Games: How to make learning fun!

Introduced as a formal teaching strategy more than 75 years ago, gaming offers many advantages over more traditional teaching methods. “Games connect theory more closely to real life situation and add innovation, diversity, and the opportunity for immediate feedback (Henry, 1997).” As a future adult educator I feel that using games in the classroom as a tool to enhance the learning environment will be great for the students. Learning can sometimes seem complicated and forced. I feel that if I bring games into my curriculum it will allow for a much more pleasant learning environment and increase the overall success of my students.

One of the games I would want to incorporate in the classroom is Ruzzle. This is a word game that is fast-paced, and the player must find different word combinations based off a board of seemingly random letter. Ruzzle keeps the mind moving, and adults can learn how to quickly create words which helps in overall vocabulary enhancement. I think one of the challenges is that once someone begins to play the game, it can get boring quickly. As an educator, I would want to implement challenges among students so that they are staying stimulated and the game remains fun and they continue to learn from it.

Gaming as whole in the classroom will benefit the student’s and make for a fun-filled learning environment. Games provide a fresh, enjoyable learning experience for content often viewed as relatively dry, boring material (Henry, 1996).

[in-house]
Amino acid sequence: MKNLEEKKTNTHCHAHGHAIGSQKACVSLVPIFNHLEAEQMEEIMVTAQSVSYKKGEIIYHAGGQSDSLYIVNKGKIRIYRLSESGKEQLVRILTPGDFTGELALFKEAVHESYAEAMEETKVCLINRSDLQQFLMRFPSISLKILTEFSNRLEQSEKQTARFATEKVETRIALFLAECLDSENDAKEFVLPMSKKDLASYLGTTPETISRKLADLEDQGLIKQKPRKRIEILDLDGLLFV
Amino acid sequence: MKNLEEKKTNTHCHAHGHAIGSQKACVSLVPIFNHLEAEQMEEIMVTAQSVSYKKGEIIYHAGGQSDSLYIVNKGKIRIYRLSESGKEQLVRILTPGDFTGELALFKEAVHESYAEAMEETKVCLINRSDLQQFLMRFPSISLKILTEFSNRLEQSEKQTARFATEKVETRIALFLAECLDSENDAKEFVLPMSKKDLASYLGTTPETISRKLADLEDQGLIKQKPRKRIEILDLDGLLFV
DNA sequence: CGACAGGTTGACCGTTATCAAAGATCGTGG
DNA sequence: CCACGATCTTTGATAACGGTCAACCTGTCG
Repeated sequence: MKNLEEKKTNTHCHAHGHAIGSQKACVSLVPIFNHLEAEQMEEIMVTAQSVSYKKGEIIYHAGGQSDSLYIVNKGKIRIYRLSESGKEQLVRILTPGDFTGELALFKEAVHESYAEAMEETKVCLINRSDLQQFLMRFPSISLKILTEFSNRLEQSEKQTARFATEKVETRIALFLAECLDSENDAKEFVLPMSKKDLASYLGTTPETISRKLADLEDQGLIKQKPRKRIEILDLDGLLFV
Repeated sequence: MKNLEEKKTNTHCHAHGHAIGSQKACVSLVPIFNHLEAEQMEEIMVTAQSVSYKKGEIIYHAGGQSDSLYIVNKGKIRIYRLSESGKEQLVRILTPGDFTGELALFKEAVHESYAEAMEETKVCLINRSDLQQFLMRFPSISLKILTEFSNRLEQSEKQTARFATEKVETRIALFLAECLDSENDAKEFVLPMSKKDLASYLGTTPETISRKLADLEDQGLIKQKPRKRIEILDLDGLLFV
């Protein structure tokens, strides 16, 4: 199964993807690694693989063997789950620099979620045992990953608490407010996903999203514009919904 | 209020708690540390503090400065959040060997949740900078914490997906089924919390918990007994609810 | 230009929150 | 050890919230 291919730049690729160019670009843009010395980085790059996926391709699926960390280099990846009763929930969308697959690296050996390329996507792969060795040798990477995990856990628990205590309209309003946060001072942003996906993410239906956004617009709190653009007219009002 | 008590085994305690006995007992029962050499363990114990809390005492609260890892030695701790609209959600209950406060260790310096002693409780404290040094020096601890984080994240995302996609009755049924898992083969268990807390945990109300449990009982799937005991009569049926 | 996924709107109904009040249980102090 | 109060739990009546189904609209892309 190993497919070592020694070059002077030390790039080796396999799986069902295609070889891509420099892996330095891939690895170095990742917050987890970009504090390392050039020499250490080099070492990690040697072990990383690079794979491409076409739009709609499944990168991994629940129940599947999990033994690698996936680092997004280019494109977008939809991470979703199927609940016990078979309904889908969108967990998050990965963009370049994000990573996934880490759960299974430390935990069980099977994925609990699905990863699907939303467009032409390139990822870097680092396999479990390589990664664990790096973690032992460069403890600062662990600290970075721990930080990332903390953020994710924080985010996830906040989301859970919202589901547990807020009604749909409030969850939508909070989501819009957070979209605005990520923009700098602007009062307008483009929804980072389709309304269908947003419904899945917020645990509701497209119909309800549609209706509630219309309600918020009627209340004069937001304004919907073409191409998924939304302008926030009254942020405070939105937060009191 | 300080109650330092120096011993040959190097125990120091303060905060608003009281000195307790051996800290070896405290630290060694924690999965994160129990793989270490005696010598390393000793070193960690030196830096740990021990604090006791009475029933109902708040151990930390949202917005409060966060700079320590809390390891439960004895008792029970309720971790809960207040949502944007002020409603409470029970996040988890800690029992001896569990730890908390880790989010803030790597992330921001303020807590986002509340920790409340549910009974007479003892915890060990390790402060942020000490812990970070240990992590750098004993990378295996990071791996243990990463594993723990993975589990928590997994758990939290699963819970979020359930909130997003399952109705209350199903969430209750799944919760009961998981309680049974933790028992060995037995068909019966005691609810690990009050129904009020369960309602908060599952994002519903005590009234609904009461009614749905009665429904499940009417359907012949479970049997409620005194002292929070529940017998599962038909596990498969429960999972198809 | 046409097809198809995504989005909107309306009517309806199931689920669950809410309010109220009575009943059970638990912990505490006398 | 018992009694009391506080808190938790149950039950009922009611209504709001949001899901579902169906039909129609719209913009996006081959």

References

Henry, J. (1997). Gaming: a teaching theory to enhance adult learning. J Contin Educ Nurs, 28(5).

Henry, M., Johnson, B., Ziemba, J. (1996). Encore performance. Discovering new directions in gaming. J Contin Educ Nurs,12 (6).

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3 thoughts on “Games: How to make learning fun!

  1. Reply to Rainier,
    I agree with you that game can make learning more fun and enjoyable as well. I have not heard about Ruzzle before but it is fun now for me to learn it and incorporate into my future course syllabus. The important is good that you get something to get your students busy and later on you will incorporate more games by selecting among the top 50 or 100 educational games on the web, and truly Rainier, I was shocked and surprised that they have so many available educational game websites out there. Thank you for sharing Ruzzle with us and now I can state from Puzzle to Ruzzle we still get something to challenge and stimulate students’ brains. Take care!
    Respectfully,
    Ati

    Like

  2. Hi Rainier,
    Seems like I remember hearing of a game called Ruzzle. This seems interesting and almost seems like something that is very stimulating for the brain. My mom is 80 years old and she does crossword puzzles daily to keep her mind sharp and keen. Ruzzle sounds like a game that should be used to prevent Alzheimers and dimentia.
    I have copied and saved this is my favorites. Thank you for the information.

    Liked by 1 person

    1. Hello Rainier:
      I am so glad that you mentioned the game Ruzzle, I asked my son and he actually have it. It was fun to play it! I am not a game player, but I think after this class I will start doing it!Thanks so much for the information,
      Eleanne

      Like

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